Free radicals are generated continuously by oxidative metabolic processes. Free radicals are highly reactive and dangerous: they can react with lipids and trigger the chain reactions of lipid peroxidation. Inflammatory responses follow, with the synthesis and release of a welter of mediators (Kelly and Mudway 2007) Such effects are guarded against by antioxidants, including reduced glutathione, uric acid, and ascorbic acid. These compounds are secreted into the airway lining fluid. Particles containing metals are thought to be especially active in producing free radicals, for example the Fenton reaction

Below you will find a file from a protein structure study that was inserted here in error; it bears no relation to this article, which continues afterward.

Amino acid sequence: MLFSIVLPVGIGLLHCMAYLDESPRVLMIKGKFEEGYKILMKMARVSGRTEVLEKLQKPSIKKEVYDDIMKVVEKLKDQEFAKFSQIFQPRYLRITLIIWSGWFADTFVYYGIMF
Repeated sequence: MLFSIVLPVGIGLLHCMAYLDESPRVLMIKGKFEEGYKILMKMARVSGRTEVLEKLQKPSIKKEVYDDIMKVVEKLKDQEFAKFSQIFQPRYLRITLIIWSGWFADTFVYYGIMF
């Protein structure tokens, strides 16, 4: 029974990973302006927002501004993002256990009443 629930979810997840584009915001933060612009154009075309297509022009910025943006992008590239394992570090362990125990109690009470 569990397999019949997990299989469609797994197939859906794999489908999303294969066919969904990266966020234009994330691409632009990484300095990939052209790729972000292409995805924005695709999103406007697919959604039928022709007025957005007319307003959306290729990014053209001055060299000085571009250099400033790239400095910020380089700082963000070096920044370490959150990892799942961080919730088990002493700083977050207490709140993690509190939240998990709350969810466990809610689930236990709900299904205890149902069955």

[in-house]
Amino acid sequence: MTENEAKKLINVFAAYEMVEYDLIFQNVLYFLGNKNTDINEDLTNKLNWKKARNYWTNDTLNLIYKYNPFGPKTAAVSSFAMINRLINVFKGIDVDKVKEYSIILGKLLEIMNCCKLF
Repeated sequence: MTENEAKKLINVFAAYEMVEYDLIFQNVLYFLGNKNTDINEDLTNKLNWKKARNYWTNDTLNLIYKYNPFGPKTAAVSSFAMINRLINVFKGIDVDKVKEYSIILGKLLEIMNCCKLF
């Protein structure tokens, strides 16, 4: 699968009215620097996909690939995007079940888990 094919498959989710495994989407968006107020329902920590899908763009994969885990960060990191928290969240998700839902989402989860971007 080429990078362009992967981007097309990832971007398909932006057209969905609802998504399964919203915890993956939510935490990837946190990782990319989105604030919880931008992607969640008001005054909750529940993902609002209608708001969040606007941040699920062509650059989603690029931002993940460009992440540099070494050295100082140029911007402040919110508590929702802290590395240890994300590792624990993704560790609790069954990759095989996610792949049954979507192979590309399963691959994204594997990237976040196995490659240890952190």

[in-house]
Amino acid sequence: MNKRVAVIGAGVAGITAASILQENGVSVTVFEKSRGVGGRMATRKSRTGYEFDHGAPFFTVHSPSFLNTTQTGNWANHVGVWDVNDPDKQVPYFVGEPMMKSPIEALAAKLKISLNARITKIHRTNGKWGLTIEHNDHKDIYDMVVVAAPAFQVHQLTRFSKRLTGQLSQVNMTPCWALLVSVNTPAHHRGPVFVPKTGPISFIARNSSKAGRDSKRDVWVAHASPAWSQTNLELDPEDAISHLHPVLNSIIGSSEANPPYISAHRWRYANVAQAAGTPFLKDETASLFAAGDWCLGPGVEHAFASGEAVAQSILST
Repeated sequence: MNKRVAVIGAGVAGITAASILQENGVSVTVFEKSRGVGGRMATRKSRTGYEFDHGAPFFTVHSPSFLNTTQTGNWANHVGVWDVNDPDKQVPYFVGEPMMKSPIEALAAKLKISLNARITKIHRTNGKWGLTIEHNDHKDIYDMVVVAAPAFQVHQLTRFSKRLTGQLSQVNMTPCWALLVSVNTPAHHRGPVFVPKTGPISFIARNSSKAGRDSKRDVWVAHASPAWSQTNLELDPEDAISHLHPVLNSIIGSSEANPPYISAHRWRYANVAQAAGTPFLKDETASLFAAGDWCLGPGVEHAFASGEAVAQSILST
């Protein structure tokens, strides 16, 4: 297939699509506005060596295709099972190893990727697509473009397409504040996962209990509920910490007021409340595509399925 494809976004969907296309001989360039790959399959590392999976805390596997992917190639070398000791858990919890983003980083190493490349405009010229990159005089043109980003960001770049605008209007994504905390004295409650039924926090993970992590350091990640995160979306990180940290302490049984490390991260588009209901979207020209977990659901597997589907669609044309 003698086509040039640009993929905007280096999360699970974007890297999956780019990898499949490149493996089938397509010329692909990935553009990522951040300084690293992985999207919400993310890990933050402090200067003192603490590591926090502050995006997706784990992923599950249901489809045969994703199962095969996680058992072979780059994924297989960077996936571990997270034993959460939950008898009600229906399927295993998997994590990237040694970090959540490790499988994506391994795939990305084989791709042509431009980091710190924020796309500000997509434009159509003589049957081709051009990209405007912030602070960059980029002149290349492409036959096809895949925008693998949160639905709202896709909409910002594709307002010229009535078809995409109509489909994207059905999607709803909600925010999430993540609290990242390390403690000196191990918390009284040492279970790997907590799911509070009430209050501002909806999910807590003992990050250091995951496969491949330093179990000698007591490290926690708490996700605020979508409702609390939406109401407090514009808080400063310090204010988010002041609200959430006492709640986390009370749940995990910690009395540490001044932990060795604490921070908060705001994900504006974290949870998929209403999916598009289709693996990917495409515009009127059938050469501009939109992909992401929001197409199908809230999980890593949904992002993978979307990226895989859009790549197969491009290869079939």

has been stressed by some workers. Transition metals other than iron, including copper and nickel, can take part in this reaction. Let us accept that free radicals are produced on inhalation of ambient particles. Unless the defence mechanisms are overwhelmed this should not lead to inflammation. In some individuals with poor production of glutathione due to a genetic defect this might well be the case. A number of studies have linked reduced production of reduced glutathione with cardiovascular responses to inhaled ambient particles (Schwartz et al. 2005). In other individuals with pre-existing disease, sensitivity to further damage might well be raised: this seems to be the case amongst those suffering from diabetes (Stewart et al. 2010).
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